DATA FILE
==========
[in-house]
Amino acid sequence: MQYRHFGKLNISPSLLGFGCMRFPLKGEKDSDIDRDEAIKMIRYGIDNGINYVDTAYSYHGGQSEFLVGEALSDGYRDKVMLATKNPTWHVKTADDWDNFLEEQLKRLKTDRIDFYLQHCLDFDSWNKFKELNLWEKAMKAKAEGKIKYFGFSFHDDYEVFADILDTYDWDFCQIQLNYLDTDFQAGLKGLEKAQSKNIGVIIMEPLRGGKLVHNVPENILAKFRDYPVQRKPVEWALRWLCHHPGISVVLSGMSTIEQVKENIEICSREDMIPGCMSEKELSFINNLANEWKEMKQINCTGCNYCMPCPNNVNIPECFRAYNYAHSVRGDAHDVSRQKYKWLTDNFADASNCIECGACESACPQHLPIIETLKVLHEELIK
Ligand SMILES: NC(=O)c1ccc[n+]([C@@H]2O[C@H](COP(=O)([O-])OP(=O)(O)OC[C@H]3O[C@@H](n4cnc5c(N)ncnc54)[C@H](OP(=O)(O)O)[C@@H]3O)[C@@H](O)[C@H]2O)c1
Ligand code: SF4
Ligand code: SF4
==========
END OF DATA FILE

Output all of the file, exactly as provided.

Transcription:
[in-house]
Amino acid sequence: MQYRHFGKLNISPSLLGFGCMRFPLKGEKDSDIDRDEAIKMIRYGIDNGINYVDTAYSYHGGQSEFLVGEALSDGYRDKVMLATKNPTWHVKTADDWDNFLEEQLKRLKTDRIDFYLQHCLDFDSWNKFKELNLWEKAMKAKAEGKIKYFGFSFHDDYEVFADILDTYDWDFCQIQLNYLDTDFQAGLKGLEKAQSKNIGVIIMEPLRGGKLVHNVPENILAKFRDYPVQRKPVEWALRWLCHHPGISVVLSGMSTIEQVKENIEICSREDMIPGCMSEKELSFINNLANEWKEMKQINCTGCNYCMPCPNNVNIPECFRAYNYAHSVRGDAHDVSRQKYKWLTDNFADASNCIECGACESACPQHLPIIETLKVLHEELIK
Ligand SMILES: NC(=O)c1ccc[n+]([C@@H]2O[C@H](COP(=O)([O-])OP(=O)(O)OC[C@H]3O[C@@H](n4cnc5c(N)ncnc54)[C@H](OP(=O)(O)O)[C@@H]3O)[C@@H](O)[C@H]2O)c1
Ligand code: SF4
Ligand code: SF4